An anonymous reader writes: Nokia N900 just got its first proper review over at CNet. The N900 runs Maemo 5, the Linux-based mobile OS, on an ARM Cortex A8 processor and has a touchscreen and slide-out Qwerty keyboard. Nokia says Maemo will be on all its N-series smart phones by 2012, but is it worth having? The reviewer says it's great as a mini-tablet, with a smooth user interface, great multi-tasking and web browser, but it's not so great as a phone.

Submission + - Last.fm: The hardware powering the music (cnet.co.uk)

CNETNate writes: Last.fm has streamed an incredible 275,000 years of audio around the world, and it's most popular songs are packed onto SSD-powered servers to completely eliminate some of the problems associated with streaming from platter-based hard disks. This detailed interview with Last.fm's Matthew Ogle, the company's head of Web development, explains some of the facts and figures behind the global music service. From the article: "We stream all music directly off our servers in London. We have a cluster of streaming nodes including a bunch of powerful machines with solid-state hard drives. We have a process that runs daily which finds the hottest music and pushes those tracks on to the SSDs streamers that sit in front of our regular platter-based streaming machines. That way, if someone is listening to one of our more popular stations, the chances are really good that these songs are coming off our high-speed SSD machines. They're fast because every song is sitting in memory instead of being on a slow, spinning platter."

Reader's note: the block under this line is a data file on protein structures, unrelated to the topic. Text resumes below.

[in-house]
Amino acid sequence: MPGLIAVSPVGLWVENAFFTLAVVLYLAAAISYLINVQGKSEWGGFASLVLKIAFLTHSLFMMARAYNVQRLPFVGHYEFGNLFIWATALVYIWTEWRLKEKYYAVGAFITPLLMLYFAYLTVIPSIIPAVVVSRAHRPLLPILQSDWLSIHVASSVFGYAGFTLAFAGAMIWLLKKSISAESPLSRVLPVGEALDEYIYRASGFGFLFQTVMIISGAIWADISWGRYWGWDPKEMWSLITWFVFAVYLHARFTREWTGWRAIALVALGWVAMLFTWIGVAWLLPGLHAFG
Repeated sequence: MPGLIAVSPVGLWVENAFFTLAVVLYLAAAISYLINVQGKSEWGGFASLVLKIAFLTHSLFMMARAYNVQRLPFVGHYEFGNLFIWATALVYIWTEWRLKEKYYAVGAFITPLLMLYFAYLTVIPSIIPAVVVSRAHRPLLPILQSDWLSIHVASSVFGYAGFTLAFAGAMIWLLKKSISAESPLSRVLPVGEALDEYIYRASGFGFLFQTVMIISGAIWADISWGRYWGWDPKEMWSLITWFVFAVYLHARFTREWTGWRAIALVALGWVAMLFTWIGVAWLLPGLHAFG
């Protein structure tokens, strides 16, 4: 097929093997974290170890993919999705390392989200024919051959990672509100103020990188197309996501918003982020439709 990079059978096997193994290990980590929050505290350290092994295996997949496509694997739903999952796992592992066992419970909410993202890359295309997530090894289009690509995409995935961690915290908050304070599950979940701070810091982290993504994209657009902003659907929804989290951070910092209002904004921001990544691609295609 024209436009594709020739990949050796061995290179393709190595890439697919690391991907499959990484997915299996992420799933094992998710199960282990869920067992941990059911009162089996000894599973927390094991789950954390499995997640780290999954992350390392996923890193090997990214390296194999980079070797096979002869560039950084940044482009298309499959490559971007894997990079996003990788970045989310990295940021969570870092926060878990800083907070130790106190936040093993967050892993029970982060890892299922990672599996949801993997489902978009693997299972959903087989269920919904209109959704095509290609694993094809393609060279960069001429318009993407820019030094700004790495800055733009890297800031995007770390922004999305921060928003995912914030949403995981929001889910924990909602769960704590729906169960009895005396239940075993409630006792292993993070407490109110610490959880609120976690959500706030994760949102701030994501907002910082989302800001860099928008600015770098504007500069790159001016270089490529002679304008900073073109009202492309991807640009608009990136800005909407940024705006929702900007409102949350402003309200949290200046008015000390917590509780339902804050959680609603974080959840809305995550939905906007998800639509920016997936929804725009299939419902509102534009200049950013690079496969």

Submission + - Creationists Editing Darwin's Origin of Species

sjbe writes: Proponents of intelligent design have been distributing an edited version of Darwin's "Origin of Species". The edited version reportedly contains a 50 page introduction written by Ray Comfort favoring creationism. The full original text of the book is included with the new version. Over 1000 copies were allegedly handed out near Washington University in Saint Louis without any notice to or approval from the university. The author reportedly draw connections between Hitler and Darwin so Godwin's Law may need to be invoked.

Submission + - Modern Tech versus The Past (cnet.co.uk)

CNETNate writes: Most of us assume modern life is the peak of human achievement, but is it really? We decided to take a look at the major technologies of the modern world and compare them to their closest equivalent of pre-digital mankind — Facebook vs dinner parties, World of Warcraft vs actual war craft, iPhones vs hills on fire — and the results are surprising. And slightly dumb, so laugh.

Submission + - After 35 years, another message sent from Arecibo (centauri-dreams.org)

0xdeadbeef writes: Two weeks ago, MIT artist-in-residence Joe Davis use the Arecibo radio telescope to send a message to three stars in honor of the 35th anniversary of the famous Drake-Sagan transmission to M13 in 1974. It was apparently allowed but not endorsed by the director of the facility, and used a jury-rigged signal source on what will now be known as the "coolest iPhone in the world". The message encoded a DNA sequence, but no word yet on whether it disabled any alien shields. You can get the low-down on Centauri Dreams: Part 1, Part 2.

Submission + - Greatest technology world records (cnet.co.uk)